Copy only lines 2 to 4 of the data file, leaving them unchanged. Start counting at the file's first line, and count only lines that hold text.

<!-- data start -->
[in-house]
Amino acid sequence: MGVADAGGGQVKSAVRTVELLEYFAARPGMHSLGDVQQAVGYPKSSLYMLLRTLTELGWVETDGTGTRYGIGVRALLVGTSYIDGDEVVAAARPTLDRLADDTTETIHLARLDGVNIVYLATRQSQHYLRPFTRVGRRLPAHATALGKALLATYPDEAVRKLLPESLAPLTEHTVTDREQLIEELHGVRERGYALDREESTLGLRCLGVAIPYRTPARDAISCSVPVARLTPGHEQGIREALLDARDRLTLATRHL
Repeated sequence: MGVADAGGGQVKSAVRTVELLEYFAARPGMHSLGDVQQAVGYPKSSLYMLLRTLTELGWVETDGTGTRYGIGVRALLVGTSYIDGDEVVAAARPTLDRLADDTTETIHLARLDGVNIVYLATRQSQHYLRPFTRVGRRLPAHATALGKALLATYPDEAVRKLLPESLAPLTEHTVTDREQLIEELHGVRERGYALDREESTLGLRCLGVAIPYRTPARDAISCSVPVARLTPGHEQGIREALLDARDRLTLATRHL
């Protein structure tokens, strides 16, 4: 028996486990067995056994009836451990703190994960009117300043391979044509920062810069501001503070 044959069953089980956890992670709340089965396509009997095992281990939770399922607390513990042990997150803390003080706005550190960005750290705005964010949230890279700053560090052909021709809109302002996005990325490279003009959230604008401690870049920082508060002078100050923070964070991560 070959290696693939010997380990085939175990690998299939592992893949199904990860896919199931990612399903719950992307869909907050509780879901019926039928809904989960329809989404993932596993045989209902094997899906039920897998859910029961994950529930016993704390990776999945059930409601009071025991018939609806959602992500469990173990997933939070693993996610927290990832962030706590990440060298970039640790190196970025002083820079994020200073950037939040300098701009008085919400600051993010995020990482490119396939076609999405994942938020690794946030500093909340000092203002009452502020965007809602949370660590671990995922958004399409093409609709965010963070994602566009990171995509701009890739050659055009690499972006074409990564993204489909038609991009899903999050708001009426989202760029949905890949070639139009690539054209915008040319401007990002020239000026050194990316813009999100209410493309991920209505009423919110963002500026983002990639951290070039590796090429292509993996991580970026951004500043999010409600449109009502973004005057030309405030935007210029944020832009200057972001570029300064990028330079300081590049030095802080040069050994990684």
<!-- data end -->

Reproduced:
Amino acid sequence: MGVADAGGGQVKSAVRTVELLEYFAARPGMHSLGDVQQAVGYPKSSLYMLLRTLTELGWVETDGTGTRYGIGVRALLVGTSYIDGDEVVAAARPTLDRLADDTTETIHLARLDGVNIVYLATRQSQHYLRPFTRVGRRLPAHATALGKALLATYPDEAVRKLLPESLAPLTEHTVTDREQLIEELHGVRERGYALDREESTLGLRCLGVAIPYRTPARDAISCSVPVARLTPGHEQGIREALLDARDRLTLATRHL
Repeated sequence: MGVADAGGGQVKSAVRTVELLEYFAARPGMHSLGDVQQAVGYPKSSLYMLLRTLTELGWVETDGTGTRYGIGVRALLVGTSYIDGDEVVAAARPTLDRLADDTTETIHLARLDGVNIVYLATRQSQHYLRPFTRVGRRLPAHATALGKALLATYPDEAVRKLLPESLAPLTEHTVTDREQLIEELHGVRERGYALDREESTLGLRCLGVAIPYRTPARDAISCSVPVARLTPGHEQGIREALLDARDRLTLATRHL
């Protein structure tokens, strides 16, 4: 028996486990067995056994009836451990703190994960009117300043391979044509920062810069501001503070 044959069953089980956890992670709340089965396509009997095992281990939770399922607390513990042990997150803390003080706005550190960005750290705005964010949230890279700053560090052909021709809109302002996005990325490279003009959230604008401690870049920082508060002078100050923070964070991560 070959290696693939010997380990085939175990690998299939592992893949199904990860896919199931990612399903719950992307869909907050509780879901019926039928809904989960329809989404993932596993045989209902094997899906039920897998859910029961994950529930016993704390990776999945059930409601009071025991018939609806959602992500469990173990997933939070693993996610927290990832962030706590990440060298970039640790190196970025002083820079994020200073950037939040300098701009008085919400600051993010995020990482490119396939076609999405994942938020690794946030500093909340000092203002009452502020965007809602949370660590671990995922958004399409093409609709965010963070994602566009990171995509701009890739050659055009690499972006074409990564993204489909038609991009899903999050708001009426989202760029949905890949070639139009690539054209915008040319401007990002020239000026050194990316813009999100209410493309991920209505009423919110963002500026983002990639951290070039590796090429292509993996991580970026951004500043999010409600449109009502973004005057030309405030935007210029944020832009200057972001570029300064990028330079300081590049030095802080040069050994990684």